Ever since the pandemic, many of us have turned to online shopping and other e-commerce services for our daily purchases. Even boomers have gotten more tech-savvy because of the crisis, now officially the fastest-growing category of online shoppers. But our ordering frenzy is driving up our carbon footprint, says San Francisco-based startup EcoCart, who has just launched a new free-to-use extension that automatically offsets your online shopping in a bid to mitigate some of the impact we’re having on the environment.
Launched in October 2020, the tool calculates the carbon footprint of orders from over 10,000 e-commerce stores supported by the platform, such as Vans, Levi’s, Footlocker and Sephora, and helps you offset that impact. It’s free for all to download on the Google browser Chrome, and comes at no additional cost for consumers to feel a little less guilty about their online purchases, which have no doubt gone up ever since the coronavirus hit.
Even before pandemic times, shoppers in the U.S. alone were already ordering enough e-commerce packages to travel the same distance as going to the moon and back a whopping 133,000 times. So for Dane Baker, co-founder and CEO of EcoCart, the decision to develop a solution to counteract the emissions we’re generating through our digital orders was vital.
We’re excited to give consumers the power to offset the carbon impact of their online orders. The EcoCart Chrome Extension makes sustainability a no-brainer.Dane Baker, Co-Founder & CEO, EcoCart
“Sustainability should be easy and accessible for everyone,” said Baker. “We’re excited to give consumers the power to offset the carbon impact of their online orders. The EcoCart Chrome Extension makes sustainability a no-brainer.”
You might be a little confused how it really works. Basically, EcoCart works like a cash-back browser browser extension, and if you shop on the platform’s supported stores, the extension prompts you to make your order carbon neutral without having to pay a dime.
Businesses are the ones who sign up to be a part of the platform, and they’re motivated to do so to improve conversion amongst the increasingly eco-conscious swathes of consumers who have indicated greater willingness to purchase from brands who “take a stand” on environmental and social issues.
EcoCart automatically calculates the emissions of your unique order – whether it’s groceries, shoes or fuzzy home slippers to get through lockdown – and offsets it by donating to a vetted group of carbon offsetting projects. How the startup calculates the carbon footprint of your order is based on its algorithm, which takes into account what your item actually is, the shipping distance required, and package weight to estimate the emissions created from transporting that order.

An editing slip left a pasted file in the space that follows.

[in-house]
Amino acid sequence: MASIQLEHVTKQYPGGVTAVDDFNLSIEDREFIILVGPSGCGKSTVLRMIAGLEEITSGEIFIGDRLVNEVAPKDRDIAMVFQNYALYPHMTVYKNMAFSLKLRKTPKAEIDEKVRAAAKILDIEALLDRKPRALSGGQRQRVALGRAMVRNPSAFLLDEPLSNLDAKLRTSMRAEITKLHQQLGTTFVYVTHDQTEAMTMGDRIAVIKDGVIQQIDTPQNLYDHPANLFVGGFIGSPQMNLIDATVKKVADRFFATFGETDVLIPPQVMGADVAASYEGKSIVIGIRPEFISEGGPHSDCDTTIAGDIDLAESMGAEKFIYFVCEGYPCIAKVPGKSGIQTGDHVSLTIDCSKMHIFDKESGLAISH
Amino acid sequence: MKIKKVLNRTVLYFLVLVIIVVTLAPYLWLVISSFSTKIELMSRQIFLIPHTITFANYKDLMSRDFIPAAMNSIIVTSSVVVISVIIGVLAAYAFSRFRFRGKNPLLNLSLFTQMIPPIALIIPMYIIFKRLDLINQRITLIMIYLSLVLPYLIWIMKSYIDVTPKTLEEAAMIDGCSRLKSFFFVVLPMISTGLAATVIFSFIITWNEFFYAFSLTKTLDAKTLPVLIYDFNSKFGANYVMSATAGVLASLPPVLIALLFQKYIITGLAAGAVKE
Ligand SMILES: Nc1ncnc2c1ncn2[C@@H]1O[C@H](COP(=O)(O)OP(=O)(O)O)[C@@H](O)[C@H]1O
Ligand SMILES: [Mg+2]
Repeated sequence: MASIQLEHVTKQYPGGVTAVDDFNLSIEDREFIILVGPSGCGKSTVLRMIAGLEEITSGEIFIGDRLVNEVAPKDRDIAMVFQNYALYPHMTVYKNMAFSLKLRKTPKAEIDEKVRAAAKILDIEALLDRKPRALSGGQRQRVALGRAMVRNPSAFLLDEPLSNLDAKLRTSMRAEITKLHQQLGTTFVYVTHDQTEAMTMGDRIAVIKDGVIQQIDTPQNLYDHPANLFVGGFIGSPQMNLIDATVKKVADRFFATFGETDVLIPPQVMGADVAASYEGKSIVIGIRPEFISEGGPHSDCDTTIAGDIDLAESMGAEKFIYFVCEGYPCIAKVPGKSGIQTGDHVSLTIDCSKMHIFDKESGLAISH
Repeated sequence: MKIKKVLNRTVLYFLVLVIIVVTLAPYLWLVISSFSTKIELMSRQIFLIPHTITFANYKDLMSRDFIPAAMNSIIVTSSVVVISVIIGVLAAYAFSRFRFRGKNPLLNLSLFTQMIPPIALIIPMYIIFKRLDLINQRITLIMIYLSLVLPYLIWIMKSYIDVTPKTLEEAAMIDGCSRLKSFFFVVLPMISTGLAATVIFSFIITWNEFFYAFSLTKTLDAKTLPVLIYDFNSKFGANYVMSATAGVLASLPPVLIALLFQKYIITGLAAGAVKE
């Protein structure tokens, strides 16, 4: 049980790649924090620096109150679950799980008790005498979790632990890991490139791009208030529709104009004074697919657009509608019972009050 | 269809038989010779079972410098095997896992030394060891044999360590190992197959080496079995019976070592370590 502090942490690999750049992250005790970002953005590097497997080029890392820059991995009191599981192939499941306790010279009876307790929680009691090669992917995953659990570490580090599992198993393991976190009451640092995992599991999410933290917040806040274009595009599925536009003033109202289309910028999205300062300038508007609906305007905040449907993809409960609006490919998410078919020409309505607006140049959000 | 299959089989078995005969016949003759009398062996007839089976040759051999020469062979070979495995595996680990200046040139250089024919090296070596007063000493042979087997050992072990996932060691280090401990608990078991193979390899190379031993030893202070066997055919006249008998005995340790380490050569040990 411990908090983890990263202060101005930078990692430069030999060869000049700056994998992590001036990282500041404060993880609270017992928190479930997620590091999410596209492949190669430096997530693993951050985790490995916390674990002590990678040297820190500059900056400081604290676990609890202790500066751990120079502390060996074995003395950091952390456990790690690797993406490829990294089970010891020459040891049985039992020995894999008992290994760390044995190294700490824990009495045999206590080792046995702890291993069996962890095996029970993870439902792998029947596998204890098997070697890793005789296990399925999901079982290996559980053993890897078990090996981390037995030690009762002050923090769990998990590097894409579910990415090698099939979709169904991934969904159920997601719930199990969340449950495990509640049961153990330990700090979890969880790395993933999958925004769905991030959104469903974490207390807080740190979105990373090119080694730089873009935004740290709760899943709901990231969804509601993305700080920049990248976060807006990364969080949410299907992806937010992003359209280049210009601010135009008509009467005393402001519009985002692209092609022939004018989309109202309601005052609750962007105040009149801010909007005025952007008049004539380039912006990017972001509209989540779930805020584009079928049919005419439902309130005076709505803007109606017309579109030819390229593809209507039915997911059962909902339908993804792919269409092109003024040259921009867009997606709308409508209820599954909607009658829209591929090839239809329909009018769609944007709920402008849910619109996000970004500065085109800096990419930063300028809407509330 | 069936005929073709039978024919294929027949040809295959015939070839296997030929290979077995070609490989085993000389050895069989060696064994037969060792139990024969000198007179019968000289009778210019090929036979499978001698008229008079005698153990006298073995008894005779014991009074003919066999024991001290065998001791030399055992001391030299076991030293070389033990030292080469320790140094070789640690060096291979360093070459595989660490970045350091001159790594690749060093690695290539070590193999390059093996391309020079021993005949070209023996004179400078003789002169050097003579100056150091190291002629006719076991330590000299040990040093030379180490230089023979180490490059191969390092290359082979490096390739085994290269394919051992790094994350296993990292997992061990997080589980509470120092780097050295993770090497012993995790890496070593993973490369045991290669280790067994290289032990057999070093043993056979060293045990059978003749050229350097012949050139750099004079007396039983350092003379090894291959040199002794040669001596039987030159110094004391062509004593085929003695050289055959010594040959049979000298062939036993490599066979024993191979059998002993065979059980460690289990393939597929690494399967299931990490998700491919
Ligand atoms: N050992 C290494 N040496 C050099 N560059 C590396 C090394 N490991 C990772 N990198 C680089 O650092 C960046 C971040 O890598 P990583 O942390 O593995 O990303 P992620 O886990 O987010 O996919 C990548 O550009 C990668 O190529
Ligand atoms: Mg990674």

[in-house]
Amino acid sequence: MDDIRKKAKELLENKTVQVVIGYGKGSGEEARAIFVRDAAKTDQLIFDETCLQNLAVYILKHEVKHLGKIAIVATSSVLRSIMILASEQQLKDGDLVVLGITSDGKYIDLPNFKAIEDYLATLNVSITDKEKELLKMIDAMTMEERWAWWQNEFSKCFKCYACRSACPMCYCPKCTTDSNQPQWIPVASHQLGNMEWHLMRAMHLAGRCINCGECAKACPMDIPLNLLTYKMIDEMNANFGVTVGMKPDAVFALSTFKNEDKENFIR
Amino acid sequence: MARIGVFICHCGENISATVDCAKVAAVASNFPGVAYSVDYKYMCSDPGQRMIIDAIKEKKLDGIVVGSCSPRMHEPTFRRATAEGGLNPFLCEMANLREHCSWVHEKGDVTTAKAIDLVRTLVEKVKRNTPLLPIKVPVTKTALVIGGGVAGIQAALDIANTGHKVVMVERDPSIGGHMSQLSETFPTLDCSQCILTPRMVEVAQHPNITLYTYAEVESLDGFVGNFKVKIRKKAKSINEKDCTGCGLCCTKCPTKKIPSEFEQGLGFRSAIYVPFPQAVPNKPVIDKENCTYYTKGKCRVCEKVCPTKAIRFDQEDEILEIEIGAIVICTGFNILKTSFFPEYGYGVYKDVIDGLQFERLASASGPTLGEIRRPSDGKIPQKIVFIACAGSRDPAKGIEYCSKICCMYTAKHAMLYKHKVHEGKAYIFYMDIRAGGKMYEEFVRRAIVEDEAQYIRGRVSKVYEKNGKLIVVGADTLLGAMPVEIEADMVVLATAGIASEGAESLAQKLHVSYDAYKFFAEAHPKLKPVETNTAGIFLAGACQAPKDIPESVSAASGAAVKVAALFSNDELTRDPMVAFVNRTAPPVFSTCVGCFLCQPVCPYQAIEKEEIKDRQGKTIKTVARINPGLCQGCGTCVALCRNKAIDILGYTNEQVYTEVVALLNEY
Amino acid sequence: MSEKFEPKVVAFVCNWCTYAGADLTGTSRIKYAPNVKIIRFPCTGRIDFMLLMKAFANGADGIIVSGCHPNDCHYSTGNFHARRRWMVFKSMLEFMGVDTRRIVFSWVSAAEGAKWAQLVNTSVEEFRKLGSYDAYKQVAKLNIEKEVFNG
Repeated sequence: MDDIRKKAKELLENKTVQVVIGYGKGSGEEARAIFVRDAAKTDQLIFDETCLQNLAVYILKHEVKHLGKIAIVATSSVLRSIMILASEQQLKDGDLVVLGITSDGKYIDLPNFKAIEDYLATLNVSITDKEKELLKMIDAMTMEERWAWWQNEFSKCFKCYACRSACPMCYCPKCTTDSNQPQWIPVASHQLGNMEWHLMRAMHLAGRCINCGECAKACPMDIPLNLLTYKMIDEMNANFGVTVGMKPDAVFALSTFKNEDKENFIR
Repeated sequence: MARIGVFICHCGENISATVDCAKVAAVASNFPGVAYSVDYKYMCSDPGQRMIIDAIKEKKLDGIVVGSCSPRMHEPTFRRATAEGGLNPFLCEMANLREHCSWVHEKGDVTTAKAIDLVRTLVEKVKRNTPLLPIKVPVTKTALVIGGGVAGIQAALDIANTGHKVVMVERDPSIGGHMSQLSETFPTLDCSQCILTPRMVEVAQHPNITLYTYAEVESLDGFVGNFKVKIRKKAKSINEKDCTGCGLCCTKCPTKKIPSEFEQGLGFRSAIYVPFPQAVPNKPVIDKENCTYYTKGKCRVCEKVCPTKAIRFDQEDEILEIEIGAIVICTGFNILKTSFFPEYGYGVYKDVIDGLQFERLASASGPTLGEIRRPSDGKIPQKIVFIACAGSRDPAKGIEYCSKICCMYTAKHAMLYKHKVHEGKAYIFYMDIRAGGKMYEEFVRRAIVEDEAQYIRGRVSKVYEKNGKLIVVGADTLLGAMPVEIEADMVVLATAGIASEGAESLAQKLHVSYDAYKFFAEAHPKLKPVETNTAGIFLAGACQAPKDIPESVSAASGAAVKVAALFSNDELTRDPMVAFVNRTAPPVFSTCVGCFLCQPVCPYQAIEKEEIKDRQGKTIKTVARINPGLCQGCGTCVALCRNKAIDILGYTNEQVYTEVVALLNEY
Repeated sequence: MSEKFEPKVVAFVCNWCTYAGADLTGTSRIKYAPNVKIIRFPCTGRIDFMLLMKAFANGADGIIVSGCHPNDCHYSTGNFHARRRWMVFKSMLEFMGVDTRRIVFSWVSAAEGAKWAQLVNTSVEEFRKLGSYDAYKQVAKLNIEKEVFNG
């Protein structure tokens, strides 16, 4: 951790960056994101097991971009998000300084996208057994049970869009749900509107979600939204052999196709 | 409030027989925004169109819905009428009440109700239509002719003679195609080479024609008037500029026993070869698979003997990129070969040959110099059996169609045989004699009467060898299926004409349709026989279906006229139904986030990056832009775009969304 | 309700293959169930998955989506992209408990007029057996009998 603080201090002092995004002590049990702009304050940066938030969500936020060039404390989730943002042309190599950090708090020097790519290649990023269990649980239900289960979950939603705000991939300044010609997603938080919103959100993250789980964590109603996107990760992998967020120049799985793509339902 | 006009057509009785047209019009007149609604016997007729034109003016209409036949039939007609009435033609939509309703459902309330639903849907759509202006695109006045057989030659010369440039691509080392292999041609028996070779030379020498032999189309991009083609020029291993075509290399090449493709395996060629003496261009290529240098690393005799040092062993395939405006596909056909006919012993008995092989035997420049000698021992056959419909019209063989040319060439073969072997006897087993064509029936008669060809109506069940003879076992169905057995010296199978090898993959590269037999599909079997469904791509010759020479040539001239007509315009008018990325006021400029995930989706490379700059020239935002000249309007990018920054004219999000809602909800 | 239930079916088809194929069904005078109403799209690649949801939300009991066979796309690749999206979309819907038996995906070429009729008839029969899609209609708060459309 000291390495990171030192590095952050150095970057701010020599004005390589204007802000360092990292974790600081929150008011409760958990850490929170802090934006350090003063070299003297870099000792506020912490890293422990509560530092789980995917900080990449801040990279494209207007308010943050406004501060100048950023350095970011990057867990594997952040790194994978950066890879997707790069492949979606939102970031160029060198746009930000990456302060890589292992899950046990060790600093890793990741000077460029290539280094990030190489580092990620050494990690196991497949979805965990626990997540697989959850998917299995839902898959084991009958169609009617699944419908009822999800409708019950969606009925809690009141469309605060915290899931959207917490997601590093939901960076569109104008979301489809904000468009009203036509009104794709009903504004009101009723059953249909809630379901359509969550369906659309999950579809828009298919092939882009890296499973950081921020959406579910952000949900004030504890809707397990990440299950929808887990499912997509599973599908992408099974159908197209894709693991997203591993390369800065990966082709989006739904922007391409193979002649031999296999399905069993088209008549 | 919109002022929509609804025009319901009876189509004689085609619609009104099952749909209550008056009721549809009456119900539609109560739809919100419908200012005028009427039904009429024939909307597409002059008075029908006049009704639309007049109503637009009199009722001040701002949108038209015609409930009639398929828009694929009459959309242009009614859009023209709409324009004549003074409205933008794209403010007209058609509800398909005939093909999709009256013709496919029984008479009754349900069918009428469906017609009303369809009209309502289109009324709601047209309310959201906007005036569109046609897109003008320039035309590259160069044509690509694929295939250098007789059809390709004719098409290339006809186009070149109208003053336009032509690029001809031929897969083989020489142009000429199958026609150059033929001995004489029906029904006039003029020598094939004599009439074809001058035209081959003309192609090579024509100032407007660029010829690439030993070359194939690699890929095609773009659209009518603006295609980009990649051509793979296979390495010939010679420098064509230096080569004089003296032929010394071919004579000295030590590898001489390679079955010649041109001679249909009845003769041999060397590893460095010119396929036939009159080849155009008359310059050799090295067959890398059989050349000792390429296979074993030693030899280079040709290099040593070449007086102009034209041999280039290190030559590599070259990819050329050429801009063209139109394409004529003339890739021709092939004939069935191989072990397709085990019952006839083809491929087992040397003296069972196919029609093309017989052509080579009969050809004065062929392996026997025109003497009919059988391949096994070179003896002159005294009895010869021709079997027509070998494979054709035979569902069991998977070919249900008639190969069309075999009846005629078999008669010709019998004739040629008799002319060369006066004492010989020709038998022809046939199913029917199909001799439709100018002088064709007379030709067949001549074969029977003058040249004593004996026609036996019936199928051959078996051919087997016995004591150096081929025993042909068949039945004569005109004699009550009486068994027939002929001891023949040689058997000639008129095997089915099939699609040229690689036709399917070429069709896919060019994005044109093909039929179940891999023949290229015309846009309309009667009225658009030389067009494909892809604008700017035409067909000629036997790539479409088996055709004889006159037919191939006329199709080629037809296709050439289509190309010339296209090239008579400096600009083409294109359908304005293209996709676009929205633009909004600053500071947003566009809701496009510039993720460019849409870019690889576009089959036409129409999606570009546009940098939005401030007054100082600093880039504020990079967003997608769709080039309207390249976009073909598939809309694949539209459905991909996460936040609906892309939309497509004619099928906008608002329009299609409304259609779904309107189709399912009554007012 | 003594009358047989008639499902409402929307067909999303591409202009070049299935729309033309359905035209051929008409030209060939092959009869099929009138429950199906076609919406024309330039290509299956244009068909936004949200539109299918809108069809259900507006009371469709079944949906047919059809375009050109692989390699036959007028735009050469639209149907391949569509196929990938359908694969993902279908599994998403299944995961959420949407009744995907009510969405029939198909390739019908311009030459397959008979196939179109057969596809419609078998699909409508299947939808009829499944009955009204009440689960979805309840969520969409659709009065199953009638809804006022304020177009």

Some of these projects supported by EcoCart include forest protection missions in Massachusetts, or providing clean water to rural Cambodian communities, or even building new wind turbines in Turkey – and you’re able to choose which one you want to support.
With environmental conditions quickly destabilising, greatly threatening life and livelihood around the globe, now is the time to tap the power of e-commerce for good.Clayton Bryan, Venture Partner, 500 Startups
As more of us begin to realise the impact of our digital actions, recent research finds that the majority of the public are actually demanding more tech-forward innovations to help them make better eco-friendly decisions. It’s something that Clayton Bryan, venture partner at 500 Startups, the venture fund that has backed EcoCart, believes is important to shift towards a more sustainable economy.
“The e-commerce space represents immense value. Trillions of dollars worth of value. With environmental conditions quickly destabilising, greatly threatening life and livelihood around the globe, now is the time to tap the power of e-commerce for good,” Bryan said.
“Climate change is real and it’s here and I’m always excited to see companies taking matters into their own hands to make a positive impact towards a carbon neutral future,” commented Dr. Zhi-yong Yin, an environmental and ocean sciences professor at the University of San Diego.
Among some of the other browser plug-ins that are now available include TreeClicks, which also helps online shoppers offset their footprint by supporting tree planting and reforestation projects, and The Vegan Filter, which makes it easier for users to find sustainable plant-based groceries, vegan fashion and cosmetics.
Read about all the newest sustainability tech-for-good apps and tools here.
Lead image designed by Green Queen Media / courtesy of EcoCart & Unsplash.